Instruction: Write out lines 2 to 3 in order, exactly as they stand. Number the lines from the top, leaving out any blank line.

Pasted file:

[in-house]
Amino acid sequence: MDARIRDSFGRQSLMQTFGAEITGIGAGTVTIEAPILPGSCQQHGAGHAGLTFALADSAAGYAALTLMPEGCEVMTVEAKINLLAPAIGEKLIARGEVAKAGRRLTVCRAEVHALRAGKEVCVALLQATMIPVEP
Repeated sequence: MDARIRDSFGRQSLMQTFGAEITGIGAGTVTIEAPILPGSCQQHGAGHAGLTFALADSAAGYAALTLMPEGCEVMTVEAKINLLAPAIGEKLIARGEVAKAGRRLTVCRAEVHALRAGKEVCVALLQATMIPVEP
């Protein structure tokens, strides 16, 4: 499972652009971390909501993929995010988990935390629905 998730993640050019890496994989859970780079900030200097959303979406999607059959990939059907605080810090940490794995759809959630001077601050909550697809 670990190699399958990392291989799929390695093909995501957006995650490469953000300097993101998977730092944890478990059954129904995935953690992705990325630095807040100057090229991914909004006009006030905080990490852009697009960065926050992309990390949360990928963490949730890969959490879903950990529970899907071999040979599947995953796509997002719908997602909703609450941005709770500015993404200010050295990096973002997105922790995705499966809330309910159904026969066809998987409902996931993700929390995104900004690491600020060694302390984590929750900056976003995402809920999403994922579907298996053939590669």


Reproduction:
Amino acid sequence: MDARIRDSFGRQSLMQTFGAEITGIGAGTVTIEAPILPGSCQQHGAGHAGLTFALADSAAGYAALTLMPEGCEVMTVEAKINLLAPAIGEKLIARGEVAKAGRRLTVCRAEVHALRAGKEVCVALLQATMIPVEP
Repeated sequence: MDARIRDSFGRQSLMQTFGAEITGIGAGTVTIEAPILPGSCQQHGAGHAGLTFALADSAAGYAALTLMPEGCEVMTVEAKINLLAPAIGEKLIARGEVAKAGRRLTVCRAEVHALRAGKEVCVALLQATMIPVEP